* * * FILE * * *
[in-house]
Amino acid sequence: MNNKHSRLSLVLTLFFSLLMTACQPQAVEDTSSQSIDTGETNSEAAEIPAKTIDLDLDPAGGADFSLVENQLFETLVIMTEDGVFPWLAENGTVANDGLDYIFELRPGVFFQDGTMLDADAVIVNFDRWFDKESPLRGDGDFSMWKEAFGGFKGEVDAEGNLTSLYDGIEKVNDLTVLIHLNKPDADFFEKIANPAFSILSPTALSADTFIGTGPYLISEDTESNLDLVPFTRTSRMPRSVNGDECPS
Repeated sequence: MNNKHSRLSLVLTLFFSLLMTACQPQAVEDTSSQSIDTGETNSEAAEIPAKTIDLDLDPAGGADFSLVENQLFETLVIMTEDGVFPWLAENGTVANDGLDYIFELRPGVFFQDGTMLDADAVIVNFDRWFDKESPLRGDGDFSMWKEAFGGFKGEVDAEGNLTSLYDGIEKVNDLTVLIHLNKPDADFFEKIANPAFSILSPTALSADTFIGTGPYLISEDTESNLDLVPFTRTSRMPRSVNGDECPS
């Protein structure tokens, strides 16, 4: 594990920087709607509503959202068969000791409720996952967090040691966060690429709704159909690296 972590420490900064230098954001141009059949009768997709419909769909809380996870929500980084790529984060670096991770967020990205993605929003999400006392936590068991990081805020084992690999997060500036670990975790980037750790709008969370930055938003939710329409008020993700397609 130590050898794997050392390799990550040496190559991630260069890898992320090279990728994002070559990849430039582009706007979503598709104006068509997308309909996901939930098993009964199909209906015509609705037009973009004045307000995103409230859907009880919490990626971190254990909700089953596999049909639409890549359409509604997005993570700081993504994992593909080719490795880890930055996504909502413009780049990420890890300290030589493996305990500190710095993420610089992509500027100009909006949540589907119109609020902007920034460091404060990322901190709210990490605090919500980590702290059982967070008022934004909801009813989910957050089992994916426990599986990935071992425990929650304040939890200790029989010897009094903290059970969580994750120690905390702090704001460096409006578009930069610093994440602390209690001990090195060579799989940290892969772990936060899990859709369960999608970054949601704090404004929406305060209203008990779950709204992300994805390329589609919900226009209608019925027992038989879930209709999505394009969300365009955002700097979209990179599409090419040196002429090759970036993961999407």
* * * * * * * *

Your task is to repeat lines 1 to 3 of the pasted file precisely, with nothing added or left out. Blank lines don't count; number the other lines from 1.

[in-house]
Amino acid sequence: MNNKHSRLSLVLTLFFSLLMTACQPQAVEDTSSQSIDTGETNSEAAEIPAKTIDLDLDPAGGADFSLVENQLFETLVIMTEDGVFPWLAENGTVANDGLDYIFELRPGVFFQDGTMLDADAVIVNFDRWFDKESPLRGDGDFSMWKEAFGGFKGEVDAEGNLTSLYDGIEKVNDLTVLIHLNKPDADFFEKIANPAFSILSPTALSADTFIGTGPYLISEDTESNLDLVPFTRTSRMPRSVNGDECPS
Repeated sequence: MNNKHSRLSLVLTLFFSLLMTACQPQAVEDTSSQSIDTGETNSEAAEIPAKTIDLDLDPAGGADFSLVENQLFETLVIMTEDGVFPWLAENGTVANDGLDYIFELRPGVFFQDGTMLDADAVIVNFDRWFDKESPLRGDGDFSMWKEAFGGFKGEVDAEGNLTSLYDGIEKVNDLTVLIHLNKPDADFFEKIANPAFSILSPTALSADTFIGTGPYLISEDTESNLDLVPFTRTSRMPRSVNGDECPS